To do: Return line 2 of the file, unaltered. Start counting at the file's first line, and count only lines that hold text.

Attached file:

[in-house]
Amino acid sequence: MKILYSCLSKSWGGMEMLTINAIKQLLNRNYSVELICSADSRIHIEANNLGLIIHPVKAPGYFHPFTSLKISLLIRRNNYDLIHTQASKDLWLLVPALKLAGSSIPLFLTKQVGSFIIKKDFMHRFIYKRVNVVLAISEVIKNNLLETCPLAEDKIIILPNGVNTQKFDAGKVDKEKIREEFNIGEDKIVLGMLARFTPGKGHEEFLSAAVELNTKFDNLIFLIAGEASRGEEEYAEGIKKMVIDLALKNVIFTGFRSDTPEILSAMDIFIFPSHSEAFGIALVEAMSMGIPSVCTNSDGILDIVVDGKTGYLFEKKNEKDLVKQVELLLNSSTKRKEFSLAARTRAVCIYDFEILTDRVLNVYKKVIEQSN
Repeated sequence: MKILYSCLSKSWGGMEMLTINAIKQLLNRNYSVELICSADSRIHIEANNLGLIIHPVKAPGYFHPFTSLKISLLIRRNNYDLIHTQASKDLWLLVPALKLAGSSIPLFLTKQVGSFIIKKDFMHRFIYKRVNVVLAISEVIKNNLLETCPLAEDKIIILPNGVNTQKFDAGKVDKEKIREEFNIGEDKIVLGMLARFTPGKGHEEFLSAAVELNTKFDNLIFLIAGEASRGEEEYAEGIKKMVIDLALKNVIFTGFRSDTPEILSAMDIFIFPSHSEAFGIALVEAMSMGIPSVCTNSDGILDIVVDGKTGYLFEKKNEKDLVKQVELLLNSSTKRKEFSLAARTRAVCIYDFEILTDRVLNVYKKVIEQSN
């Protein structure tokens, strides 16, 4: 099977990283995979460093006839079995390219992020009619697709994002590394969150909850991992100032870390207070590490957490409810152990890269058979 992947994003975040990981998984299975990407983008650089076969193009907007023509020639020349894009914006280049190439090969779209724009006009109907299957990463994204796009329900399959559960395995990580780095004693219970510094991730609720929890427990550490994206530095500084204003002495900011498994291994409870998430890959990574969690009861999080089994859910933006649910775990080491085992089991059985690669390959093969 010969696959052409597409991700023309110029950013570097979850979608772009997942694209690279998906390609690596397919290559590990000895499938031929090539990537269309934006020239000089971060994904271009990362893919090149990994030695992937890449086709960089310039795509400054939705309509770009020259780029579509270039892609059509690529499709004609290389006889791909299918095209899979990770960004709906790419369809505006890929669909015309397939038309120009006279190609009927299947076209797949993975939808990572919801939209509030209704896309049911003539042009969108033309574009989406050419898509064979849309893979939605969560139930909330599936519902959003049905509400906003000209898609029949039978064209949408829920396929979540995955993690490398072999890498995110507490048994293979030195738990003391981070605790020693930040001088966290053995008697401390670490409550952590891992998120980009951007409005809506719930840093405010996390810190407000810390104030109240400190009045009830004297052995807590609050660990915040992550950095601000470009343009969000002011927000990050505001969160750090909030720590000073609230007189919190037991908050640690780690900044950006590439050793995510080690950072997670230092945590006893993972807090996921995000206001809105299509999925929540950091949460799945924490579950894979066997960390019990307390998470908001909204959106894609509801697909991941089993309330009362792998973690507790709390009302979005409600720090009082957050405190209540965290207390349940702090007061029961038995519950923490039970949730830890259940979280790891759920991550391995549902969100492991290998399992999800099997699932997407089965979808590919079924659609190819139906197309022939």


Amino acid sequence: MKILYSCLSKSWGGMEMLTINAIKQLLNRNYSVELICSADSRIHIEANNLGLIIHPVKAPGYFHPFTSLKISLLIRRNNYDLIHTQASKDLWLLVPALKLAGSSIPLFLTKQVGSFIIKKDFMHRFIYKRVNVVLAISEVIKNNLLETCPLAEDKIIILPNGVNTQKFDAGKVDKEKIREEFNIGEDKIVLGMLARFTPGKGHEEFLSAAVELNTKFDNLIFLIAGEASRGEEEYAEGIKKMVIDLALKNVIFTGFRSDTPEILSAMDIFIFPSHSEAFGIALVEAMSMGIPSVCTNSDGILDIVVDGKTGYLFEKKNEKDLVKQVELLLNSSTKRKEFSLAARTRAVCIYDFEILTDRVLNVYKKVIEQSN